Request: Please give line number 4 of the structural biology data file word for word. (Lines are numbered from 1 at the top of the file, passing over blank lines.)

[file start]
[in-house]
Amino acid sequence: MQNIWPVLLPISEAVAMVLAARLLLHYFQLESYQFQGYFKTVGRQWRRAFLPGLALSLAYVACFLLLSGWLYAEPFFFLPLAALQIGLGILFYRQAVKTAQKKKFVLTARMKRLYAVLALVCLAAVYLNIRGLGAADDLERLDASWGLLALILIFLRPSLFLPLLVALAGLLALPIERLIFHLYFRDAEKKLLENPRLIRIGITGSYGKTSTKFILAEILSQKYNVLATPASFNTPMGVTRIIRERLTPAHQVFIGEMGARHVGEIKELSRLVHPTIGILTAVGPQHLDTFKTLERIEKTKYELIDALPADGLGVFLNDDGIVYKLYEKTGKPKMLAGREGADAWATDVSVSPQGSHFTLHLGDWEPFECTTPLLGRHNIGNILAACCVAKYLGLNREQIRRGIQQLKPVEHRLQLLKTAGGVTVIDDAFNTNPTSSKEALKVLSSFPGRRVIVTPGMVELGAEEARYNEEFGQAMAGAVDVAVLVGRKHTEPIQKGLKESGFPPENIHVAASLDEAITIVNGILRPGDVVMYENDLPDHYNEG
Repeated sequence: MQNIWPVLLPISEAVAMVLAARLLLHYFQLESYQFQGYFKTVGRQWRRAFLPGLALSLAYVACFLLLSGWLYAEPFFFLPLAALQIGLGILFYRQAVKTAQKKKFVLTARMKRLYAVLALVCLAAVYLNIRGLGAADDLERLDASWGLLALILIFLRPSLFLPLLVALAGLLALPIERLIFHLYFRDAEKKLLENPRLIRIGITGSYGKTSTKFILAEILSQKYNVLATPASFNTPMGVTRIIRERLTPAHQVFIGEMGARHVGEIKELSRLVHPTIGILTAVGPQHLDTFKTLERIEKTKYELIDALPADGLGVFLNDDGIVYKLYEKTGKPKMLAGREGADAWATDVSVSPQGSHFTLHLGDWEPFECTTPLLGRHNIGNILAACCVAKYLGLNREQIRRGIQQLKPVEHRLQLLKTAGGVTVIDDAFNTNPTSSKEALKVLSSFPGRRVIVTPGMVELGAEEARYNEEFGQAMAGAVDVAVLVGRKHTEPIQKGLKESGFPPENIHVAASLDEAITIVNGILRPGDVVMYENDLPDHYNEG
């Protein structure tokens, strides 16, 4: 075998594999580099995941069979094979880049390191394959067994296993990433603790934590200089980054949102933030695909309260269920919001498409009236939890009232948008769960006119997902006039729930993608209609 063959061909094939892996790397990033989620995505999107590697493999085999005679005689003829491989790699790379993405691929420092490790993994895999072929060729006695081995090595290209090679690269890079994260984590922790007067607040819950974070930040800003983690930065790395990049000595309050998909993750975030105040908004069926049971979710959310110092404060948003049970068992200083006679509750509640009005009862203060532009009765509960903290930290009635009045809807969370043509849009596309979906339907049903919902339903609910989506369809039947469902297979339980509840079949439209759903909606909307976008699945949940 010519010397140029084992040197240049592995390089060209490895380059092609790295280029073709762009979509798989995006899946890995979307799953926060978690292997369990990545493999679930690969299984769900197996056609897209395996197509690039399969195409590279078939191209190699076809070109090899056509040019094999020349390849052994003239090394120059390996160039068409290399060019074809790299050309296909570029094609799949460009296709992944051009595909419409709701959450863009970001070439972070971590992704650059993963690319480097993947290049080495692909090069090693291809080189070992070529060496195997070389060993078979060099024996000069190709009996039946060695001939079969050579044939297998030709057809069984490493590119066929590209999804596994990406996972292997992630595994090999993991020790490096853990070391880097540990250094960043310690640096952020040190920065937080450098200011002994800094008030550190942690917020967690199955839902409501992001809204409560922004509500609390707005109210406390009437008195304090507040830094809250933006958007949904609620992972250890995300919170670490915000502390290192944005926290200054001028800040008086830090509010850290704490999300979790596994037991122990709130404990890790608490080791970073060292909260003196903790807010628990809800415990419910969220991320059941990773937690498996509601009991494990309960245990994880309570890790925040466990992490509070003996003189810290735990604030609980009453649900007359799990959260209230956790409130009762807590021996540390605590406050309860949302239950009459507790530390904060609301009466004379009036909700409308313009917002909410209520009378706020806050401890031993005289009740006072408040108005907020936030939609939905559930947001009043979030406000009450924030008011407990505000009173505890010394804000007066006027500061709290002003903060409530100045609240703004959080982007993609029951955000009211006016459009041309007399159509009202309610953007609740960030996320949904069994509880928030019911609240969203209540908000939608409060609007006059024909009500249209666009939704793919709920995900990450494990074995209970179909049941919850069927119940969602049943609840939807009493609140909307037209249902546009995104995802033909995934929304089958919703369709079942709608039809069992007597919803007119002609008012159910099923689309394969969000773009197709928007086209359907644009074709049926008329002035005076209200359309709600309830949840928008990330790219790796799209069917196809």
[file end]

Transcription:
């Protein structure tokens, strides 16, 4: 075998594999580099995941069979094979880049390191394959067994296993990433603790934590200089980054949102933030695909309260269920919001498409009236939890009232948008769960006119997902006039729930993608209609 063959061909094939892996790397990033989620995505999107590697493999085999005679005689003829491989790699790379993405691929420092490790993994895999072929060729006695081995090595290209090679690269890079994260984590922790007067607040819950974070930040800003983690930065790395990049000595309050998909993750975030105040908004069926049971979710959310110092404060948003049970068992200083006679509750509640009005009862203060532009009765509960903290930290009635009045809807969370043509849009596309979906339907049903919902339903609910989506369809039947469902297979339980509840079949439209759903909606909307976008699945949940 010519010397140029084992040197240049592995390089060209490895380059092609790295280029073709762009979509798989995006899946890995979307799953926060978690292997369990990545493999679930690969299984769900197996056609897209395996197509690039399969195409590279078939191209190699076809070109090899056509040019094999020349390849052994003239090394120059390996160039068409290399060019074809790299050309296909570029094609799949460009296709992944051009595909419409709701959450863009970001070439972070971590992704650059993963690319480097993947290049080495692909090069090693291809080189070992070529060496195997070389060993078979060099024996000069190709009996039946060695001939079969050579044939297998030709057809069984490493590119066929590209999804596994990406996972292997992630595994090999993991020790490096853990070391880097540990250094960043310690640096952020040190920065937080450098200011002994800094008030550190942690917020967690199955839902409501992001809204409560922004509500609390707005109210406390009437008195304090507040830094809250933006958007949904609620992972250890995300919170670490915000502390290192944005926290200054001028800040008086830090509010850290704490999300979790596994037991122990709130404990890790608490080791970073060292909260003196903790807010628990809800415990419910969220991320059941990773937690498996509601009991494990309960245990994880309570890790925040466990992490509070003996003189810290735990604030609980009453649900007359799990959260209230956790409130009762807590021996540390605590406050309860949302239950009459507790530390904060609301009466004379009036909700409308313009917002909410209520009378706020806050401890031993005289009740006072408040108005907020936030939609939905559930947001009043979030406000009450924030008011407990505000009173505890010394804000007066006027500061709290002003903060409530100045609240703004959080982007993609029951955000009211006016459009041309007399159509009202309610953007609740960030996320949904069994509880928030019911609240969203209540908000939608409060609007006059024909009500249209666009939704793919709920995900990450494990074995209970179909049941919850069927119940969602049943609840939807009493609140909307037209249902546009995104995802033909995934929304089958919703369709079942709608039809069992007597919803007119002609008012159910099923689309394969969000773009197709928007086209359907644009074709049926008329002035005076209200359309709600309830949840928008990330790219790796799209069917196809």